Upcoming Webinars


Click here to view recordings of previous webinars

Measurement Webinar - "EDI in US Cities" featuring Neal Halfon, MD, MPH and Lisa Stanley, DrPH. February 12, 2019, 1-2:30PM PST. REGISTER HERE.

Measurement Webinar - "EDI in Australia" featuring Sharon Goldfeld, FRACP, FAFPHM, PhD. March 5, 2019, 1-2:30 PM PST. REGISTER HERE.

Support Us

LCRN is actively seeking additional funding to develop new and innovative transdisciplinary research and activities. If you would like to contribute, please contact Ericka Tullis, Project Manager, at ETullis@mednet.ucla.edu.

Prenatal, perinatal, early life, and sociodemographic factors underlying racial differences in the likelihood of high body mass index in early childhood

By MM Weden MM, P Brownell P and MS Rendall

OBJECTIVES: We investigated early childhood disparities in high body mass index (BMI) between Black and White US children. METHODS: We compared differences in Black and White children’s prevalence of sociodemographic, prenatal, perinatal, and early life risk and protective factors; fit logistic regression models predicting high BMI (≥ 95th percentile) at age 4 to 5 years to 2 nationally representative samples followed from birth; and performed separate and pooled-survey estimations of these models. RESULTS: After adjustment for sample design-related variables, models predicting high BMI in the 2 samples were statistically indistinguishable. In the pooled-survey models, Black children’s odds of high BMI were 59% higher than White children’s (odds ratio [OR] = …

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Stress and the brain: how experiences and exposures across the life span shape health, development, and learning in adolescence

By Sara B. Johnson and Robert W. Blum

Recognizing the utility of a life course perspective, this special issue of the Journal of Adolescent Health examines the impact of experience in shaping brain and behavior from the prenatal period through adolescence. This issue is based on a conference, “Stress and the Brain: Implications for Health, Development and Learning,” held at the Johns Hopkins Bloomberg School of Public Health in April 2011. It was a collaboration of the Schools of Education and Public Health and was sponsored by the Carol and Eugene Ludwig Fund. The conference brought together a multidisciplinary group of experts to consider the role of stress, adversity, and experience broadly defined, during the prenatal, childhood, and …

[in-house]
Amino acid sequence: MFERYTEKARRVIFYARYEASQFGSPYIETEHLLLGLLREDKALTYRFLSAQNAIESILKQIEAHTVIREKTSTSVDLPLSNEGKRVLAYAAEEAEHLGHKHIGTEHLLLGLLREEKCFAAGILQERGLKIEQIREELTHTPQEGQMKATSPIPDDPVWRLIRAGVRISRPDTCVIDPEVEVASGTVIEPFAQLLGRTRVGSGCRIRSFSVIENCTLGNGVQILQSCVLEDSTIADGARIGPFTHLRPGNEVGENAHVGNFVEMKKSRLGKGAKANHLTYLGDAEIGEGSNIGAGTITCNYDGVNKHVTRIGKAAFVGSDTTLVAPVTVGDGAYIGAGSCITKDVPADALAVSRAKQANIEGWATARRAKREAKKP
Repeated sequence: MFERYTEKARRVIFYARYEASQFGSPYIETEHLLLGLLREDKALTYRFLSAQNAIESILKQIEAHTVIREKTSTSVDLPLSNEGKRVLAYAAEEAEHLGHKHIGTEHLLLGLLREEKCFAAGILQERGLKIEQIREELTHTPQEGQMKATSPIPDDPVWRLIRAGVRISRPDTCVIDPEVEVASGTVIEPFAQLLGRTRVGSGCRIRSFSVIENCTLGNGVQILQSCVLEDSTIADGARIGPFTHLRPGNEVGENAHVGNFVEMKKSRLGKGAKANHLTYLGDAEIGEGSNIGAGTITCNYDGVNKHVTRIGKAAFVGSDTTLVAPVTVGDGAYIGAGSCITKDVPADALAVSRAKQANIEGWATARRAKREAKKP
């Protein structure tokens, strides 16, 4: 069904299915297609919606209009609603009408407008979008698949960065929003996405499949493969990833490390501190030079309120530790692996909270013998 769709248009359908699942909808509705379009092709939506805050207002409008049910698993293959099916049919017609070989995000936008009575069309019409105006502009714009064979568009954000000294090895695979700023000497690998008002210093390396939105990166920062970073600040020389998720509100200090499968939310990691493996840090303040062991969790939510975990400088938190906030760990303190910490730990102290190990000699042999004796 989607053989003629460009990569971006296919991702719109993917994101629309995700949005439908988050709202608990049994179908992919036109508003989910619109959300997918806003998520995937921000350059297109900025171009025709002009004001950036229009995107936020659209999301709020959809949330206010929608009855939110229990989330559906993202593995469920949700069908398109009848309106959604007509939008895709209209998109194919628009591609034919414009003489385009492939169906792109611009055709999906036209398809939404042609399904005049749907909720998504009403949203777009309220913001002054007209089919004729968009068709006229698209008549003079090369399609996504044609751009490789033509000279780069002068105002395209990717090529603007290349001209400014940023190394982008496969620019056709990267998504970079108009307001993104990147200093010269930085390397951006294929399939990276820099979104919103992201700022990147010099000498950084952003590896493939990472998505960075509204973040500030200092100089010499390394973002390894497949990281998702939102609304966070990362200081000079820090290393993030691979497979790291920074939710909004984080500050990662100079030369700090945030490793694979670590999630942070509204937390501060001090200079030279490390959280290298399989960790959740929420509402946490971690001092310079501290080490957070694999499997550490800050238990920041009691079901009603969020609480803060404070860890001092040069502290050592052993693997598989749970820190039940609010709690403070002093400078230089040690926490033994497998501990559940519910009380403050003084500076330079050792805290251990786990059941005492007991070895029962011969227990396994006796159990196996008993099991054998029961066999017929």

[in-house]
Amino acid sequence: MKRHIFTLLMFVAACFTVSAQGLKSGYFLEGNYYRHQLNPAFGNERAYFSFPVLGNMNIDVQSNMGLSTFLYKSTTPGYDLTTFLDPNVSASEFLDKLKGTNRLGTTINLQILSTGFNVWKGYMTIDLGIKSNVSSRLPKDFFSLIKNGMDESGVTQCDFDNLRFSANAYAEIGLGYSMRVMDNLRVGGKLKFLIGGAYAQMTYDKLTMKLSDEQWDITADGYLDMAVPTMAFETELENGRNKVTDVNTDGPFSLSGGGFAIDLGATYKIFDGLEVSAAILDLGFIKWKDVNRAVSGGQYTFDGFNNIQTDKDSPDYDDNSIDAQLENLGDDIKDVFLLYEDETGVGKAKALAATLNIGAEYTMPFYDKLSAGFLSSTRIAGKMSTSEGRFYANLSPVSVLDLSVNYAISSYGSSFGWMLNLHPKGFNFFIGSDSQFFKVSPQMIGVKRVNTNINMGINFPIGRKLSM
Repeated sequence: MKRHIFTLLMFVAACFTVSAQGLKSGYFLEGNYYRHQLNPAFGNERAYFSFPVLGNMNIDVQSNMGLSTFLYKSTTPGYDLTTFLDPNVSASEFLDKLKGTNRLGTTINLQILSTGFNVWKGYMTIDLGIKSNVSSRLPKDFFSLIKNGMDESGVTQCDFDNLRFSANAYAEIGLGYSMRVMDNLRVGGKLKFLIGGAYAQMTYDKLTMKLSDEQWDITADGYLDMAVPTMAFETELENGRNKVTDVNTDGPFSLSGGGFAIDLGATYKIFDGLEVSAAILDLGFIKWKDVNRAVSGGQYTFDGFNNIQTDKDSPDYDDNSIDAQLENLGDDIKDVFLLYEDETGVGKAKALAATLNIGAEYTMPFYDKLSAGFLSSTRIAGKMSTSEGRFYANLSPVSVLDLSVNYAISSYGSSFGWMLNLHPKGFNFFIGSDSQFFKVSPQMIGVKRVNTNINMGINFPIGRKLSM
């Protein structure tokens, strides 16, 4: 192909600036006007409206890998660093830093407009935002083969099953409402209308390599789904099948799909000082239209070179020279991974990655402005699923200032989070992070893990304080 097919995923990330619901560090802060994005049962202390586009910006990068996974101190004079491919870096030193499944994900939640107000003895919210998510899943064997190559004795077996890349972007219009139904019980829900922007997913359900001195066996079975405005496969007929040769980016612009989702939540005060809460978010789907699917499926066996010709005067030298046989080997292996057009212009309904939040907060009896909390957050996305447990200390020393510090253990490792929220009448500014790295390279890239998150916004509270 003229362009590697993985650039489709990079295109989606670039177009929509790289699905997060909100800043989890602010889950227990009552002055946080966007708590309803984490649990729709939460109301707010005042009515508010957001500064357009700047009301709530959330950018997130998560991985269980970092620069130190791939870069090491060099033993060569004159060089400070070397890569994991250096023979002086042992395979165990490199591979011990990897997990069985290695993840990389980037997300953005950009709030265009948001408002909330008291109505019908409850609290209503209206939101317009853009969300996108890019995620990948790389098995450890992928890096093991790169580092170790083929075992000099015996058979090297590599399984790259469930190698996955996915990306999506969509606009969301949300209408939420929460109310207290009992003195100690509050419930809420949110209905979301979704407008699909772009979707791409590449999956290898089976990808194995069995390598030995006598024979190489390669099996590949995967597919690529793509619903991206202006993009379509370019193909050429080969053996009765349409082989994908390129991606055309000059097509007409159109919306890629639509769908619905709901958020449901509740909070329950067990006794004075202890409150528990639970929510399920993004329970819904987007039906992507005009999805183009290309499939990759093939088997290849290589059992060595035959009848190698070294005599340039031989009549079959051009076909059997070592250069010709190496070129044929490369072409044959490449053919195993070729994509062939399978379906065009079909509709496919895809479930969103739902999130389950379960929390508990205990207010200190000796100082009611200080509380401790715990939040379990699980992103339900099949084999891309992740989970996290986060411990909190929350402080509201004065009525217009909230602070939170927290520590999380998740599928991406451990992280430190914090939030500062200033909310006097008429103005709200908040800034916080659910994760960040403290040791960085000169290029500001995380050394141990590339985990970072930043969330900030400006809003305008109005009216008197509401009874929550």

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Exposure to violence during childhood is associated with telomere erosion from 5 to 10 years of age: a longitudinal study

By I Shalev, TE Moffitt, K Sugden, B Williams, RM Houts, A Danese, J Mill, L Arseneault and A Caspi

There is increasing interest in discovering mechanisms that mediate the effects of childhood stress on late-life disease morbidity and mortality. Previous studies have suggested one potential mechanism linking stress to cellular aging, disease and mortality in humans: telomere erosion. We examined telomere erosion in relation to children’s exposure to violence, a salient early-life stressor, which has known long-term consequences for well-being and is a major public-health and social-welfare problem. Compared with their counterparts, the children who experienced two or more kinds of violence exposure showed significantly more telomere erosion between age-5 baseline and age-10 follow-up measurements, even after adjusting for sex, socioeconomic status and body mass index. This finding provides …